Populous World Editor (Electronic Arts) Review | Amiga Power - Everygamegoing

Amiga Power

Populous World Editor
By Electronic Arts
Amiga 500

Published in Amiga Power #10

Populous World Editor

The Populous World Editor isn't the handiwork of Populous' authors, Bullfrog - they were happy enough with a single data disk, The Promised Lands. No, the two chaps credited here originally wrote the editor for a mutual friend's birthday present and it grew from there, so the story goes.

The Editor is basically a glorified art package which allows the user to give Populous levels a new look and create a (slightly) different feel. The bulk of the effort is directed at drawing new building blocks (with which the landscapes are built) and sprites (the characters which populate the world), while the less artistically adept among us can at least take delight in being able to fiddle with most of the parameters that determine the way a world will play. Not that there are that many variables to change - two dozen at most, which obviously puts a limitation on the possible variations of the theme. Also provided with the package are five finished worlds (Original Green, French Revolution, Space, Fast Food and Wild West) and their associated characters, along with a sixth set of generic building blocks to fiddle with also.

The creation of a world is a simple enough process. First, pick a theme - love, peace, skipping and pressing flowers is all that springs to mind at the moment, so let's stick with that. This 'concept' has to extend to the landscape elemtents (i.e. the land itself - the scenery, ankhs and buildings mustn't look out of place).

Grass and water fit the bill, and so do trees and flowers. In my Planet Claire utopiad there is no destruction, so the burned-out buildings will be replaced by the improved residences as a result of the two sides making friends. 'Good' and 'Evil' now exist only to differentiate the two population types (if I could change the terms I would, but the editor doesn't allow this so any thoughts of having two named opposing footy supporter teams running riot are out of the window). The ankhs I think would look better as - ooh, how about a heart and a yin-yang symbol? And to make everyone on my Planet Claire as happy as possible I'll set the Intelligence, Death, Birth and Manna Rates at maximum.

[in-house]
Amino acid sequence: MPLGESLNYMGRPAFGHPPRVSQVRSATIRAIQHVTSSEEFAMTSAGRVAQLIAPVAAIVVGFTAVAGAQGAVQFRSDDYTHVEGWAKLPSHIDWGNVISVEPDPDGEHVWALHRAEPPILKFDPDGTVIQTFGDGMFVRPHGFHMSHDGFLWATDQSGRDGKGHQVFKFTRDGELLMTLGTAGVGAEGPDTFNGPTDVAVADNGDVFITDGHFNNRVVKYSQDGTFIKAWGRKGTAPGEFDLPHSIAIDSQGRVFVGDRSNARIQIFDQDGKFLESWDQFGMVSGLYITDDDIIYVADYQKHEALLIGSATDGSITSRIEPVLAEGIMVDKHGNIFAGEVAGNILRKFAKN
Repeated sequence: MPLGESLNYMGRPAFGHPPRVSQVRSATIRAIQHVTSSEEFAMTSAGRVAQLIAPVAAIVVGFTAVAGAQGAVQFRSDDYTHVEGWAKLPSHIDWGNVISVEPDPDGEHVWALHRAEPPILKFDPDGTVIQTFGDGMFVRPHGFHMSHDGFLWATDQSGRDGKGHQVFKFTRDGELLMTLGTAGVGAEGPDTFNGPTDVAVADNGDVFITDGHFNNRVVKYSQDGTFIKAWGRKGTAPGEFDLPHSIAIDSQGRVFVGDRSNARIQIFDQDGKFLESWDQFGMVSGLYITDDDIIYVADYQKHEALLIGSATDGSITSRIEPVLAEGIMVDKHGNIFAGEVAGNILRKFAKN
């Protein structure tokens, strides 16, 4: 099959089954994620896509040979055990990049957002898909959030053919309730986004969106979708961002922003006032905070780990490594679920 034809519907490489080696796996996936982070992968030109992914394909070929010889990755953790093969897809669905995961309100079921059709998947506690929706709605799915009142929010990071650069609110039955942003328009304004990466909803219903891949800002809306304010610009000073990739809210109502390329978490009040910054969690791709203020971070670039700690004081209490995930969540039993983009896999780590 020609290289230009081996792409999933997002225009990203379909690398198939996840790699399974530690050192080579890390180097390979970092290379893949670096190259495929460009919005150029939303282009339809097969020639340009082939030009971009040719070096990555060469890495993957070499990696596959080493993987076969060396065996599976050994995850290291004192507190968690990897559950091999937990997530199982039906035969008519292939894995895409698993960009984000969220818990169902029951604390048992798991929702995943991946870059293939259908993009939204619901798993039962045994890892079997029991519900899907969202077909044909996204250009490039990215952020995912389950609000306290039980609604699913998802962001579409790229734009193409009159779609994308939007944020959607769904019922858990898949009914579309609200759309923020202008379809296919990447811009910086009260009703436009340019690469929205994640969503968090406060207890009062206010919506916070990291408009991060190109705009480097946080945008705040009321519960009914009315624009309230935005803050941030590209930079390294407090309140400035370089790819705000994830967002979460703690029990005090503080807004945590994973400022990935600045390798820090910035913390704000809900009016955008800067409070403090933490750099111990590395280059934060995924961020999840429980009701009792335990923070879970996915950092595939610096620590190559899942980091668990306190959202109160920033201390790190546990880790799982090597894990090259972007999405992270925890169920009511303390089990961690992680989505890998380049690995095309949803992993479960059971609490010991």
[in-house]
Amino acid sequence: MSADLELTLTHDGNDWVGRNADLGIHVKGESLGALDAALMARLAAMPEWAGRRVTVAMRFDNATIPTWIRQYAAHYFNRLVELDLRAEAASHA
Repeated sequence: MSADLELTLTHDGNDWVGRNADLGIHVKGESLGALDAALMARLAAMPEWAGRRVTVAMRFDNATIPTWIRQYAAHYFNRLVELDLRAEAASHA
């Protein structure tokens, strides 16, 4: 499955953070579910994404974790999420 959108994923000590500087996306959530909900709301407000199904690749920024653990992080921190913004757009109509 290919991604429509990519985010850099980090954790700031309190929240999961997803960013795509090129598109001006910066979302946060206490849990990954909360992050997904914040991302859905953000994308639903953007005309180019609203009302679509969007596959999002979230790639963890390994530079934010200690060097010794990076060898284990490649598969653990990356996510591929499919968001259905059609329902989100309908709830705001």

And so it goes - for my 'nice' world I want to allow the building of land, but I don't want either 'side' to be able to use any of those rotten disasters (which means that the swamp and knights aren't necessary). Now all that remains is to define the people - for a start no-one has any clothes because there are no inhibitions or adverse weather conditions. Having saved all this stuff to disk along the way, I can now load it into the original Populous in the same way as I would a data disk. Planet Claire is now ready to rock and roll...

Limitations? Well, you can't draw your own level maps - not unless the original Populous' Custom option is employed - which is a shame. The Editor's not as user-friendly as it could have been either, but that's not to say it's difficult to use - it's just inflexible, especially in light of most 'proper' art packages. The other problem is that most, if not all, worthwhile combinations of variables have been done with the original Populous and The Promised Lands disk, so that all that remains here is to visually personalise worlds. Is that really enough to make it worthwhile?

The Bottom Line

As far as editors go, this one does the job but there's only so much to be done with it. Still, there's fun to be had here for Populous fans keen to do their own thing.

Gary Penn

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